Not a traditional leading man, the pale and plump Philip Seymour Hoffman was a thinking person’ sex symbol: Smart, talented, sensitive with who brought intelligence and naturalism to his roles. Along with his Oscar win for Capote, he was nominated for three Supporting Actor Oscars (Charlie Wilson’s War, Doubt, and The Master, and three Tony nominations (two for Best Leading Actor in True West and Death of a Salesman, and one for Best Featured Actor in Long Day’s Journey into Night).
|By: Dennis Trainor Jr Monday October 28, 2013 6:30 pm|
In Keeping up with the Joneses”Jones” is a construct, a shackle. And don’t you know, Jones is like the show put on by the Wizard of OZ to scare you into submission. Time for us all to find our inner Dorothys, click our heels together and build a new world called home. A new world called home. Stop the machine and build a new world called home.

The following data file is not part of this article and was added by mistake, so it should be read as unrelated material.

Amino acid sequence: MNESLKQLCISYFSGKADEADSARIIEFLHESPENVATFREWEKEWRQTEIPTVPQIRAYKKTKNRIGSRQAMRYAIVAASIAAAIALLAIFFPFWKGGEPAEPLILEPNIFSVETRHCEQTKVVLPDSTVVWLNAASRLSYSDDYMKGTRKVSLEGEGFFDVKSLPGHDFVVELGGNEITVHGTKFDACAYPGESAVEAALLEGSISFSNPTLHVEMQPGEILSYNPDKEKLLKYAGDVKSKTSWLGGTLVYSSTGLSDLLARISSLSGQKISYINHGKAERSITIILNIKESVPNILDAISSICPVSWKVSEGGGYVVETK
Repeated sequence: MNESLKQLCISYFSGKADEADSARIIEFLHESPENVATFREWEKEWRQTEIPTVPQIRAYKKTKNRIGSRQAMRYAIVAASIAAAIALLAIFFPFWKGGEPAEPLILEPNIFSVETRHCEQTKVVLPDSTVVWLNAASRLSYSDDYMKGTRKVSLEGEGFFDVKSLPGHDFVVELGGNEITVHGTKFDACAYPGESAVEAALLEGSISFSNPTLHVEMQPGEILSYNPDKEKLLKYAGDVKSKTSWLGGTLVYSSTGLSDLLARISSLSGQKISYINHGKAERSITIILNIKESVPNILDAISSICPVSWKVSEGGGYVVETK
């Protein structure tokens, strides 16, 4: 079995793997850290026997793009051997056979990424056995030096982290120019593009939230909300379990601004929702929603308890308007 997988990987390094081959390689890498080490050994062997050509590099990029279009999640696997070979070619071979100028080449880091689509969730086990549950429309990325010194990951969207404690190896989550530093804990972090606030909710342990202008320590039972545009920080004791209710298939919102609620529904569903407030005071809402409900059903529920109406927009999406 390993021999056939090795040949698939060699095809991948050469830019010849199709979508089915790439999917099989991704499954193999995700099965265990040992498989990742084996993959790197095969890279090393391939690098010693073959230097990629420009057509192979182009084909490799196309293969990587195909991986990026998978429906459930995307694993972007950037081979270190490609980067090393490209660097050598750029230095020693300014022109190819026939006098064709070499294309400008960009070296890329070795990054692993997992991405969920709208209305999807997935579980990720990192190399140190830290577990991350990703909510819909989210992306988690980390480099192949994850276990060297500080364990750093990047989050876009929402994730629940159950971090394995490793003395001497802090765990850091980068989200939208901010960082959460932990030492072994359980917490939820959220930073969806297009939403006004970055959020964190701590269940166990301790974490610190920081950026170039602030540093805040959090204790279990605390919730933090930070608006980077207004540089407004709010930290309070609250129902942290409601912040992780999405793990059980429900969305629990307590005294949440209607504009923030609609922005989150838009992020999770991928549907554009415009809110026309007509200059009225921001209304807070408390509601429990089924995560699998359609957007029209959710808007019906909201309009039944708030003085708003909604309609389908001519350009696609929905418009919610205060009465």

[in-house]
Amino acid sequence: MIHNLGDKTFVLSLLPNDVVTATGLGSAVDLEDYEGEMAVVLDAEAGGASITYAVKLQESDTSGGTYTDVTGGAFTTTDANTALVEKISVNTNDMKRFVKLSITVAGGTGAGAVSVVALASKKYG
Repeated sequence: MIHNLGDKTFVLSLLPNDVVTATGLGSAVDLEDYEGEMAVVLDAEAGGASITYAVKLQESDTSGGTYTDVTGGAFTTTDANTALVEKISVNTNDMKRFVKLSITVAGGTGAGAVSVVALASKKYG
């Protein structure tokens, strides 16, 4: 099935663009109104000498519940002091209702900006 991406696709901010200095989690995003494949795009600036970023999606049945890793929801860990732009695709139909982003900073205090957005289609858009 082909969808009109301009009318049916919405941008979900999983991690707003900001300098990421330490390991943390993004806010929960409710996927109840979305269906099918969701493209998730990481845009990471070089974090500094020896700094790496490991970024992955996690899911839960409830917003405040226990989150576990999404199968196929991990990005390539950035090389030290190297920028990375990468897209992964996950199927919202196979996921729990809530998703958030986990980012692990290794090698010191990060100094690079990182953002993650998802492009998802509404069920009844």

|By: Glenn W. Smith Sunday August 12, 2012 9:30 am|
Want to know what America thinks of vice presidential nominees? Just consider Barry Goldwater’s 1964 choice, William E. Miller. A New York Congressman, Miller was so forgettable that American Express tapped him for one of its first “Do You Know Me?” commercials years later. Cameron Crowe even gave the name William Miller to the protagonist of Almost Famous.